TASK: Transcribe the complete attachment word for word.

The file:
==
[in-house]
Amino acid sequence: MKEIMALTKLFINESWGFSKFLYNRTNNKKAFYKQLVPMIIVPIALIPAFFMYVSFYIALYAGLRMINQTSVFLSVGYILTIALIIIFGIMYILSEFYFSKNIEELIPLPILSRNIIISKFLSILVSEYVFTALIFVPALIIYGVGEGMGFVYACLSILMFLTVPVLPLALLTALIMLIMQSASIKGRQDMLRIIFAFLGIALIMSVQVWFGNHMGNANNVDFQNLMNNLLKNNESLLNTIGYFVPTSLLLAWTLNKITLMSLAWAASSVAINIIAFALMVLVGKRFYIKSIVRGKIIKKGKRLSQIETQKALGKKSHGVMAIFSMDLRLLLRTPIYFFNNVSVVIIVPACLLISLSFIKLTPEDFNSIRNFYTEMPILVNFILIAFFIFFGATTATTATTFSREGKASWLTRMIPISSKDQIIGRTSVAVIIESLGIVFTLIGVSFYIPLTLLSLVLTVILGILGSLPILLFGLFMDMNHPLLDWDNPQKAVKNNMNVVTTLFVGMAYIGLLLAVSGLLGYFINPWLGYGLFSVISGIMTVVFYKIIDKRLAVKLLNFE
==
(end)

[in-house]
Amino acid sequence: MKEIMALTKLFINESWGFSKFLYNRTNNKKAFYKQLVPMIIVPIALIPAFFMYVSFYIALYAGLRMINQTSVFLSVGYILTIALIIIFGIMYILSEFYFSKNIEELIPLPILSRNIIISKFLSILVSEYVFTALIFVPALIIYGVGEGMGFVYACLSILMFLTVPVLPLALLTALIMLIMQSASIKGRQDMLRIIFAFLGIALIMSVQVWFGNHMGNANNVDFQNLMNNLLKNNESLLNTIGYFVPTSLLLAWTLNKITLMSLAWAASSVAINIIAFALMVLVGKRFYIKSIVRGKIIKKGKRLSQIETQKALGKKSHGVMAIFSMDLRLLLRTPIYFFNNVSVVIIVPACLLISLSFIKLTPEDFNSIRNFYTEMPILVNFILIAFFIFFGATTATTATTFSREGKASWLTRMIPISSKDQIIGRTSVAVIIESLGIVFTLIGVSFYIPLTLLSLVLTVILGILGSLPILLFGLFMDMNHPLLDWDNPQKAVKNNMNVVTTLFVGMAYIGLLLAVSGLLGYFINPWLGYGLFSVISGIMTVVFYKIIDKRLAVKLLNFE